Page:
He Could Disapper Into the Woodwork
Christopher had designed a massive blond wood worktable to stretch along the full window wall. Spread out upon it was a treasure. Pages and pages and pages. For hours, the two men sifted through them in stunned silence as the flat autumn light dimmed, then failed. The final typescript of Maurice, the homosexual novel Forster had suppressed for almost sixty years, lay before them.
Maurice was a revolutionary new genre—a gay love story that ended happily. It was Morgan’s cri de coeur. For him, “a happy ending was imperative. I shouldn’t have bothered to write otherwise. I was determined that in fiction anyway two men should fall in love and remain in it for the ever and ever that fiction allows.” Like its predecessor Howards End, Maurice was about the stranglehold of social class. Like Howards End, it was a plea to “only connect,” to find the courage to understand and to love people different from ourselves. The emotional power of the story was a reflection of Morgan’s sexual awakening, but the novel itself was a utopian fantasy.
Maurice Hall is a stockbroker, as different in character from Morgan as he could possibly be: “handsome, healthy, bodily attractive, mentally torpid, not a bad business man and rather a snob.” And Alec Scudder, the gamekeeper “senior in date to the prickly gamekeepers of D. H. Lawrence,” is bright, earthy, irreverent, and utterly stifled by his place in prewar England. Alec dispels the suburban nonsense that clouds Maurice’s heart and mind—the talk of platonic love from Maurice’s “former faithless lover” Clive Durham, all dutiful sacrifice and stiff upper lip. He grabs hold of Maurice, and makes him believe in a future together. “He knew what the call was, and what his answer must be. They must live outside class, without relations or money; they must work and stick to each other till death. But England belonged to them… Her air and sky were theirs, not the timorous millions’ who own stuffy little boxes, but never their own souls.”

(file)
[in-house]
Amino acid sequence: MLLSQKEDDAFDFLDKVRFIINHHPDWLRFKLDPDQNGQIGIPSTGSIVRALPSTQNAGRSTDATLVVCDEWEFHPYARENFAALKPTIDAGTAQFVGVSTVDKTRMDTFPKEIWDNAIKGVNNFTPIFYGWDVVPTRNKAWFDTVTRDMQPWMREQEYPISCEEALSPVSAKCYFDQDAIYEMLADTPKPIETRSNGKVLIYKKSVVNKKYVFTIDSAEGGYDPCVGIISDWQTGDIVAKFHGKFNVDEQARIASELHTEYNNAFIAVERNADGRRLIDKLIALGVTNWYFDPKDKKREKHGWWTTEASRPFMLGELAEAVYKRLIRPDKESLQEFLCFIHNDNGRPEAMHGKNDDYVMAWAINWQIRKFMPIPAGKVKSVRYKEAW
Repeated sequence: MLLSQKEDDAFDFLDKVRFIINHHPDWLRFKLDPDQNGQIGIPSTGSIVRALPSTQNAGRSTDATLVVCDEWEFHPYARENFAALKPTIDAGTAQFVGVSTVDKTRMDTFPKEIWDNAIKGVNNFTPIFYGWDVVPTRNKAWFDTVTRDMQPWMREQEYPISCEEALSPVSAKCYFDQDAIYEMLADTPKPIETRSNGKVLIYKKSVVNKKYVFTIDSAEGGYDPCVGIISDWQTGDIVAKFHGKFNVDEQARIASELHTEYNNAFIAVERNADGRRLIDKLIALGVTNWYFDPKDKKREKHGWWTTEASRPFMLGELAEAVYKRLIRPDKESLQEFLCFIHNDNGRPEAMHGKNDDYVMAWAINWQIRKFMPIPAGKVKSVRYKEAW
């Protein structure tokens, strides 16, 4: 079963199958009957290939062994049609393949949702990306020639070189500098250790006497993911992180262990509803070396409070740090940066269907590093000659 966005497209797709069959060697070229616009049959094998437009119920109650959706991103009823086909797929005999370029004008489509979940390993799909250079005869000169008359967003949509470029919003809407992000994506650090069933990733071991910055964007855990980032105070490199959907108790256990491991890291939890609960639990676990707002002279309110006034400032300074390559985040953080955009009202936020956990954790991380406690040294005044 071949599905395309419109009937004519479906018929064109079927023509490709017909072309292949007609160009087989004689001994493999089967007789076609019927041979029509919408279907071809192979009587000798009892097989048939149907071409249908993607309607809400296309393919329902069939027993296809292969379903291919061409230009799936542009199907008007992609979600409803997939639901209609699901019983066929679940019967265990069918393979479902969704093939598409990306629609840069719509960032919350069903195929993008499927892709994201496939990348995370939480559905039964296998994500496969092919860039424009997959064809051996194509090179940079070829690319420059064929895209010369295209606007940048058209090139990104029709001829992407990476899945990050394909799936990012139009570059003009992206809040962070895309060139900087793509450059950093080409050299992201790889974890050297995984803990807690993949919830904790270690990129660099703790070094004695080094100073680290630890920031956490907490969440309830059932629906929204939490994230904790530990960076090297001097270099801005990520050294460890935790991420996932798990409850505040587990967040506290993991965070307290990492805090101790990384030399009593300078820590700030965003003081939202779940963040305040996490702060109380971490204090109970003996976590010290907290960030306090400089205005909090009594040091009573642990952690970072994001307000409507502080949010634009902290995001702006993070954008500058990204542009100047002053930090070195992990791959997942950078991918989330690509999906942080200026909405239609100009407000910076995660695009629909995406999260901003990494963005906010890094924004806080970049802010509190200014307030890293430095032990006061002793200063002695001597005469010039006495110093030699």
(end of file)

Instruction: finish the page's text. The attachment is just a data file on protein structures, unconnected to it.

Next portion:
Christopher and John pawed through the masses of new typescript. Throughout were new emendations, and marginal notes in Forster’s spidery hand. This version of Maurice was much more forthright than the draft Christopher had seen years before. Morgan had taken his advice: that gauzy, sexless version was invigorated with an entirely new, and frank, sex scene. And the resolution was firmer, too. In the draft Morgan showed Christopher years before, Alec emigrated to South America, leaving Maurice only to hope for a reunion. But in the new draft the lovers end up in each other’s arms—in England, of all places and, of all times, before the First World War. In this final draft, Alec tells Maurice decisively, “Now we shan’t be parted no more, and that’s finished.”